The humpback whales of Salt Cay, Turks and Caicos Islands and Silver Bank are North Atlantic Humpback Whales, and are some of the same individuals one might encounter on a whale watching cruise off of Massachusetts' Stellwagan Bank, the coast of Maine, and further north into the waters of Iceland and Greenland, Newfoundland and the Gulf of Saint Lawrence.
Salt Cay, Turks and Caicos Islands is in the middle of the humpback whale’s annual migratory route to the Silver Banks, a humpback mating and nursery area, north of the Dominican Republic in the Caribbean Sea. It is a 75 square mile shallow coral reef area, an underwater plateau of limestone. It is believed that the whales choose this area for birthing and nursing because of the numerous coral heads which break the surface providing protection from ocean swells.
Some estimates show 3,000-5,000 humpback whales passing through the waters of the Silver Banks between December and mid-April each year, making it the largest breeding and calving grounds, often called a nursery, in the world.
Great Sand Cay, about 9 miles south of Salt Cay, has been the “emergency room” to many expecting humpback whales through the years. Humpback whales born in the waters around Great Sand Cay and their mothers as well as other humpback whales are often spotted both by passengers on boats and from the shores of Salt Cay.
Humpback whales are active, acrobatic whales. They can throw themselves completely out of the water (breaching) and swim on their backs with both flippers in the air. They also enjoy “tail lobbing” (raising their huge flukes out of the water and then slapping it on the surface) and “flippering” (using their flippers to slap the water). It is not uncommon to be able to stand on shore or in a boat and watch humpback whales playing for 30 minutes or more.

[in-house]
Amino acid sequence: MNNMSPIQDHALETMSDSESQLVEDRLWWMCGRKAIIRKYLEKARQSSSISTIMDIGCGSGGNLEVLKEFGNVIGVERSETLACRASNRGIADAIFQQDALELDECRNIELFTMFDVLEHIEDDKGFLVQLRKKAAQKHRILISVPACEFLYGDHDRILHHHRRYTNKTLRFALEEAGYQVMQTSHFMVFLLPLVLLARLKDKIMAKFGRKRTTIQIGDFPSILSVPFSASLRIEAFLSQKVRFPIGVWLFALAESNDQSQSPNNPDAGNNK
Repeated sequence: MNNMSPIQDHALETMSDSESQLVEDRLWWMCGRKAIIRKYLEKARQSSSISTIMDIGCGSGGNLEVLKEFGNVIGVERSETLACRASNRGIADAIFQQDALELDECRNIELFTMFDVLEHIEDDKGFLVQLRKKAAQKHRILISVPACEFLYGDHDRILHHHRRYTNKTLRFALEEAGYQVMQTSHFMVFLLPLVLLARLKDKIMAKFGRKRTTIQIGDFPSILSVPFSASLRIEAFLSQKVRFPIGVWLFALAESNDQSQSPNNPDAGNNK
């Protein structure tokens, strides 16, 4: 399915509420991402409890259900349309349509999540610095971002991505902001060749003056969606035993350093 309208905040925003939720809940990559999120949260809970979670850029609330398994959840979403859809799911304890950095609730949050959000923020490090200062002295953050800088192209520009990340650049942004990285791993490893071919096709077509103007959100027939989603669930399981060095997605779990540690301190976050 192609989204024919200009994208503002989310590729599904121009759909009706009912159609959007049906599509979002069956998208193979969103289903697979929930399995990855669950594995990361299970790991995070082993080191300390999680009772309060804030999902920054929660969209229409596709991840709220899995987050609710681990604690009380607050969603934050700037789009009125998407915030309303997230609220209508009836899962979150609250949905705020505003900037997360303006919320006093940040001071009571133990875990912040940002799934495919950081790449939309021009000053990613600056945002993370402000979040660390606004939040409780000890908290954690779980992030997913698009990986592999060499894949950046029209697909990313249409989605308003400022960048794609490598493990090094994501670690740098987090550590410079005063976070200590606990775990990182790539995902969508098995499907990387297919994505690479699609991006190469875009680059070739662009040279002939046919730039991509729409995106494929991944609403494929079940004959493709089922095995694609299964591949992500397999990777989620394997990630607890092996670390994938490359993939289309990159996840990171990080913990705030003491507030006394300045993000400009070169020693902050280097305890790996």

Divers and snorkelers in the waters around Salt Cay enjoy listening to the “songs” of the humpback whales. A typical song lasts from 10-20 minutes. Singing humpback whales are males and the songs may be a part of mating behavior.
“I watched whales swimming off the "Wall" with a few friends off of a beach on the West side of the island. I jumped onto my kayak and paddled out to within about 30-40 feet of them and cruised slowly South with the baby, mother and "friend" humpback whale. I was reluctant to turn back, but as the end of the island approached I headed back for land. This was truly an experience that I hope may one day be repeated.”
Ann Walterbeek Hawkins
Salt Cay walls define most dive sites on the island. Depths typically start around 40-50ft (12-15m) at the top, and continue into the thousands off the edge. Sea life is vibrant, with sharks, reef fish and pristine, undamaged coral formations. Visibility is usually excellent at 100ft (30m) or more.
Many of Salt Cay’s dive sites are located off the west coast of the island along the edge of the wall and are quick to access by boat.
The most famous dive practical wreck in the country, the HMS Endymion, is located 13 miles (20km) south of the island. This British fifth-rate 44 gun warship went down on a reef in 1790. Although very little of the ship’s structure currently remains, the site is still interesting as anchors, chain and other fittings can still be seen. A 1900s wreck with a very early diesel engine can also be found nearby...
Salt Cay Divers is the only professional dive center on Salt Cay in the Turks and Caicos Islands. Salt Cay Divers offering frontier diving for all levels of expertise and abilities under leisurely, informal conditions. Dive pristine, close-in walls and reefs populated by healthy, abundant coral, sponges and fish.
Visibility around Salt Cay tends to be good, especially when compared to the typical conditions at the popular beach snorkeling spots on Providenciales. However, the size and scope of the reefs and coral easily accessible from shore tend to be a bit more limited and if you're certified, scuba diving is a better choice.
There is no single best location for beach snorkeling on Salt Cay. The west end of North Bay (North West Point) has vibrant coral and sea life, but ocean conditions aren’t always optimal. The ocean off of Deane's Dock and Balfour Town Beach is typically calm, yet the area isn't quite as colorful. See the locations section below for more information.
Oceanaire Bistro, features full-service dining. The island is renowned for its diving and historic Salinas. Salt Cay is the hidden gem of the Caribbean.
Oceanaire Bistro offers fresh, seasonal dishes and bar serving seven days a week.